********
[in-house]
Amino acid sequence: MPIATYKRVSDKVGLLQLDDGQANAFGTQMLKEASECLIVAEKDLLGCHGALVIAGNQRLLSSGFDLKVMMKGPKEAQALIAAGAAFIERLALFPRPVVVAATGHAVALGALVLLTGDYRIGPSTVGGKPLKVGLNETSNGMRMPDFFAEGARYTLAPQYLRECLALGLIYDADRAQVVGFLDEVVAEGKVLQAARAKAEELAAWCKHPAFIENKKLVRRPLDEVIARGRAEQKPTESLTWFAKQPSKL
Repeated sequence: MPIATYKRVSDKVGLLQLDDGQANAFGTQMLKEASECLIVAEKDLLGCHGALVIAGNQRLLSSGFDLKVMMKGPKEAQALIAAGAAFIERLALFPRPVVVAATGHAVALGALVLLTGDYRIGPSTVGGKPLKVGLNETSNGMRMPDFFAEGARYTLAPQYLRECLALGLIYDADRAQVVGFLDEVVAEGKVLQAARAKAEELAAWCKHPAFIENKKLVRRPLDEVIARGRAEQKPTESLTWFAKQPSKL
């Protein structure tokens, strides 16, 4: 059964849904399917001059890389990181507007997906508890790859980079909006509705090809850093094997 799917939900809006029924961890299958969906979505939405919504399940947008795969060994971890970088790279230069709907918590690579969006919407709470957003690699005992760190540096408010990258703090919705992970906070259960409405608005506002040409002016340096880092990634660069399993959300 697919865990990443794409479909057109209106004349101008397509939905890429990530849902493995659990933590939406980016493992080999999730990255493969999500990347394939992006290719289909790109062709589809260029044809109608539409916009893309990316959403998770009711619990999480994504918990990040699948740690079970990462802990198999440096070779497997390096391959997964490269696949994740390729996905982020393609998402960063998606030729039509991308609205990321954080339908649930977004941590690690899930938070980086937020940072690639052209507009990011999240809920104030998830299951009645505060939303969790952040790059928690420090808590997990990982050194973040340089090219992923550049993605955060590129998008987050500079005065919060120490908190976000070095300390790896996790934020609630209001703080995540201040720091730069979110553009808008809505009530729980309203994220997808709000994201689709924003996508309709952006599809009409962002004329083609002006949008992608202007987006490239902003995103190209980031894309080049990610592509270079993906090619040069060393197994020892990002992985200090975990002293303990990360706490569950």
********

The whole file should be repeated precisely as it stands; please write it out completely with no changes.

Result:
[in-house]
Amino acid sequence: MPIATYKRVSDKVGLLQLDDGQANAFGTQMLKEASECLIVAEKDLLGCHGALVIAGNQRLLSSGFDLKVMMKGPKEAQALIAAGAAFIERLALFPRPVVVAATGHAVALGALVLLTGDYRIGPSTVGGKPLKVGLNETSNGMRMPDFFAEGARYTLAPQYLRECLALGLIYDADRAQVVGFLDEVVAEGKVLQAARAKAEELAAWCKHPAFIENKKLVRRPLDEVIARGRAEQKPTESLTWFAKQPSKL
Repeated sequence: MPIATYKRVSDKVGLLQLDDGQANAFGTQMLKEASECLIVAEKDLLGCHGALVIAGNQRLLSSGFDLKVMMKGPKEAQALIAAGAAFIERLALFPRPVVVAATGHAVALGALVLLTGDYRIGPSTVGGKPLKVGLNETSNGMRMPDFFAEGARYTLAPQYLRECLALGLIYDADRAQVVGFLDEVVAEGKVLQAARAKAEELAAWCKHPAFIENKKLVRRPLDEVIARGRAEQKPTESLTWFAKQPSKL
């Protein structure tokens, strides 16, 4: 059964849904399917001059890389990181507007997906508890790859980079909006509705090809850093094997 799917939900809006029924961890299958969906979505939405919504399940947008795969060994971890970088790279230069709907918590690579969006919407709470957003690699005992760190540096408010990258703090919705992970906070259960409405608005506002040409002016340096880092990634660069399993959300 697919865990990443794409479909057109209106004349101008397509939905890429990530849902493995659990933590939406980016493992080999999730990255493969999500990347394939992006290719289909790109062709589809260029044809109608539409916009893309990316959403998770009711619990999480994504918990990040699948740690079970990462802990198999440096070779497997390096391959997964490269696949994740390729996905982020393609998402960063998606030729039509991308609205990321954080339908649930977004941590690690899930938070980086937020940072690639052209507009990011999240809920104030998830299951009645505060939303969790952040790059928690420090808590997990990982050194973040340089090219992923550049993605955060590129998008987050500079005065919060120490908190976000070095300390790896996790934020609630209001703080995540201040720091730069979110553009808008809505009530729980309203994220997808709000994201689709924003996508309709952006599809009409962002004329083609002006949008992608202007987006490239902003995103190209980031894309080049990610592509270079993906090619040069060393197994020892990002992985200090975990002293303990990360706490569950």